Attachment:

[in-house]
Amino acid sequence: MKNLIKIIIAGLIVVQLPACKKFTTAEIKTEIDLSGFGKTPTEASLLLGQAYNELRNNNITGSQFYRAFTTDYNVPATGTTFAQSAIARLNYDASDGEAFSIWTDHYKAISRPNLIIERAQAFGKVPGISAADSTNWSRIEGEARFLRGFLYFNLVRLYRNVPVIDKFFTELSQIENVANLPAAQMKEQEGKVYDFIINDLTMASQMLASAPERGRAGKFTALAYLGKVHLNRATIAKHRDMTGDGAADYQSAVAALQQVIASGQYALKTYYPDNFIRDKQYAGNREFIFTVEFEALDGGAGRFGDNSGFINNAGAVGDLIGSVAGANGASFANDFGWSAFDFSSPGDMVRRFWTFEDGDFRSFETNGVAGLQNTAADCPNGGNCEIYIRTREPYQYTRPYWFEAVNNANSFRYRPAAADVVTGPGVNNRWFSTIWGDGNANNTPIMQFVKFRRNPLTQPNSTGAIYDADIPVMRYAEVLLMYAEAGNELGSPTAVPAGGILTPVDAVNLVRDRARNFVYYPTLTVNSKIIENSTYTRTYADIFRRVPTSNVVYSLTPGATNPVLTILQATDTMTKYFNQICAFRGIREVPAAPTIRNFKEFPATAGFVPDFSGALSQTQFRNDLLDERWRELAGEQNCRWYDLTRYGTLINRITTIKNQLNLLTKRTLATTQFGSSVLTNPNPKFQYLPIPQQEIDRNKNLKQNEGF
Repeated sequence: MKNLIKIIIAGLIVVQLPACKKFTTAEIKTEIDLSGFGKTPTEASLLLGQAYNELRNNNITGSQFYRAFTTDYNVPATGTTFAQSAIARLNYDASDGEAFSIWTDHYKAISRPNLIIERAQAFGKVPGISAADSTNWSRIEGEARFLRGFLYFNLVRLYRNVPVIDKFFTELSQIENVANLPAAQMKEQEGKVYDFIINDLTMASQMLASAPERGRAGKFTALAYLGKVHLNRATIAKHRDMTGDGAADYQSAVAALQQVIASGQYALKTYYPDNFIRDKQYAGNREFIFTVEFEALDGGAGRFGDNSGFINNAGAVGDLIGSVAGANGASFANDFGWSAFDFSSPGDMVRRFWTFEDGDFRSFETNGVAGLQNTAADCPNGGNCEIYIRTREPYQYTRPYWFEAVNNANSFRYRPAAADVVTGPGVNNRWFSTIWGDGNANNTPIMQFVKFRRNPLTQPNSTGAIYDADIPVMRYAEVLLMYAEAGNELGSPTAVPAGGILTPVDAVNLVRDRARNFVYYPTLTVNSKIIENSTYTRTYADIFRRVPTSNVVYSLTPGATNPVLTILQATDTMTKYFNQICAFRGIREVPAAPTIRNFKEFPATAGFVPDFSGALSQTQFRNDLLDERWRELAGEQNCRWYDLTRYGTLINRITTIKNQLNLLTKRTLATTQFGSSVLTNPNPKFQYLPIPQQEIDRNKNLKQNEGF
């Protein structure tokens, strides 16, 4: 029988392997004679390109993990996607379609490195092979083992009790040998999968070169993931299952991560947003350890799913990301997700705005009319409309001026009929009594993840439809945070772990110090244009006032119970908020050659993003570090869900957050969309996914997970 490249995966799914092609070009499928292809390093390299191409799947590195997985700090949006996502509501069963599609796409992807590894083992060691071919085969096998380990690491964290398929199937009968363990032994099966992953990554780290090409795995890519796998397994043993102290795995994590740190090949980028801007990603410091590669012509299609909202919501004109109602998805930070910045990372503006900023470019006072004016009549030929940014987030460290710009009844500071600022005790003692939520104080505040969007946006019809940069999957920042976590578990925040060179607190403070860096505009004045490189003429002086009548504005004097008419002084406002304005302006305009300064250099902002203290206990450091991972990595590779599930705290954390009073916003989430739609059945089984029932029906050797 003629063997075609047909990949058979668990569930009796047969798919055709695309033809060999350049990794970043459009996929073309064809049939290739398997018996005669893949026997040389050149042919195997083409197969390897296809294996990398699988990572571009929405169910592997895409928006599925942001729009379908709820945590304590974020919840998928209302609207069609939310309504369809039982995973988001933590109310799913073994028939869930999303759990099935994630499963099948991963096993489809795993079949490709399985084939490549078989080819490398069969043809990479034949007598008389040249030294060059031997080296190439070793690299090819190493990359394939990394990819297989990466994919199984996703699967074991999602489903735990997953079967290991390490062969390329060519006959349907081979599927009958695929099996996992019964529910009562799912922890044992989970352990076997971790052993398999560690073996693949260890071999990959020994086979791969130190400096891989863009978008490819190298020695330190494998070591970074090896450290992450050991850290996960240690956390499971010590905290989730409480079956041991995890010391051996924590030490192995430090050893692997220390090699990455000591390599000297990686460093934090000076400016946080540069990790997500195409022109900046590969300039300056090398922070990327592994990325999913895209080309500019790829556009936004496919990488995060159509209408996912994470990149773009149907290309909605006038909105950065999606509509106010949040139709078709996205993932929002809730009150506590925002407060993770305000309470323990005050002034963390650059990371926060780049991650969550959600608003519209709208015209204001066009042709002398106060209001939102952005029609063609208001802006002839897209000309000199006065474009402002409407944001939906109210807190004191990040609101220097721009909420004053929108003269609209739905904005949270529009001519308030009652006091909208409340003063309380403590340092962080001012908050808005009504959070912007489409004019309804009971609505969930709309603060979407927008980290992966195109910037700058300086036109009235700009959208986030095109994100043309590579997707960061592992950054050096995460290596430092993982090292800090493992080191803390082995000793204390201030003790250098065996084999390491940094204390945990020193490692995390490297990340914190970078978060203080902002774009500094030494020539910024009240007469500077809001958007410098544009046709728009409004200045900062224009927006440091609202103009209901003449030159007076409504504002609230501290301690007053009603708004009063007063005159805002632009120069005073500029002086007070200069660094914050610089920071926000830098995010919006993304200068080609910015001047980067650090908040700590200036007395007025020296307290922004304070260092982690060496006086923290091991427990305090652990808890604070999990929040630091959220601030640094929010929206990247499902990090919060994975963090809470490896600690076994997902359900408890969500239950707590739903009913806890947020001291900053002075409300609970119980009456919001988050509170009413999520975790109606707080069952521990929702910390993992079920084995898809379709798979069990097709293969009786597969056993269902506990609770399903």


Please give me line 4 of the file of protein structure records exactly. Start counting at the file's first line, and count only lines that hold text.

């Protein structure tokens, strides 16, 4: 029988392997004679390109993990996607379609490195092979083992009790040998999968070169993931299952991560947003350890799913990301997700705005009319409309001026009929009594993840439809945070772990110090244009006032119970908020050659993003570090869900957050969309996914997970 490249995966799914092609070009499928292809390093390299191409799947590195997985700090949006996502509501069963599609796409992807590894083992060691071919085969096998380990690491964290398929199937009968363990032994099966992953990554780290090409795995890519796998397994043993102290795995994590740190090949980028801007990603410091590669012509299609909202919501004109109602998805930070910045990372503006900023470019006072004016009549030929940014987030460290710009009844500071600022005790003692939520104080505040969007946006019809940069999957920042976590578990925040060179607190403070860096505009004045490189003429002086009548504005004097008419002084406002304005302006305009300064250099902002203290206990450091991972990595590779599930705290954390009073916003989430739609059945089984029932029906050797 003629063997075609047909990949058979668990569930009796047969798919055709695309033809060999350049990794970043459009996929073309064809049939290739398997018996005669893949026997040389050149042919195997083409197969390897296809294996990398699988990572571009929405169910592997895409928006599925942001729009379908709820945590304590974020919840998928209302609207069609939310309504369809039982995973988001933590109310799913073994028939869930999303759990099935994630499963099948991963096993489809795993079949490709399985084939490549078989080819490398069969043809990479034949007598008389040249030294060059031997080296190439070793690299090819190493990359394939990394990819297989990466994919199984996703699967074991999602489903735990997953079967290991390490062969390329060519006959349907081979599927009958695929099996996992019964529910009562799912922890044992989970352990076997971790052993398999560690073996693949260890071999990959020994086979791969130190400096891989863009978008490819190298020695330190494998070591970074090896450290992450050991850290996960240690956390499971010590905290989730409480079956041991995890010391051996924590030490192995430090050893692997220390090699990455000591390599000297990686460093934090000076400016946080540069990790997500195409022109900046590969300039300056090398922070990327592994990325999913895209080309500019790829556009936004496919990488995060159509209408996912994470990149773009149907290309909605006038909105950065999606509509106010949040139709078709996205993932929002809730009150506590925002407060993770305000309470323990005050002034963390650059990371926060780049991650969550959600608003519209709208015209204001066009042709002398106060209001939102952005029609063609208001802006002839897209000309000199006065474009402002409407944001939906109210807190004191990040609101220097721009909420004053929108003269609209739905904005949270529009001519308030009652006091909208409340003063309380403590340092962080001012908050808005009504959070912007489409004019309804009971609505969930709309603060979407927008980290992966195109910037700058300086036109009235700009959208986030095109994100043309590579997707960061592992950054050096995460290596430092993982090292800090493992080191803390082995000793204390201030003790250098065996084999390491940094204390945990020193490692995390490297990340914190970078978060203080902002774009500094030494020539910024009240007469500077809001958007410098544009046709728009409004200045900062224009927006440091609202103009209901003449030159007076409504504002609230501290301690007053009603708004009063007063005159805002632009120069005073500029002086007070200069660094914050610089920071926000830098995010919006993304200068080609910015001047980067650090908040700590200036007395007025020296307290922004304070260092982690060496006086923290091991427990305090652990808890604070999990929040630091959220601030640094929010929206990247499902990090919060994975963090809470490896600690076994997902359900408890969500239950707590739903009913806890947020001291900053002075409300609970119980009456919001988050509170009413999520975790109606707080069952521990929702910390993992079920084995898809379709798979069990097709293969009786597969056993269902506990609770399903």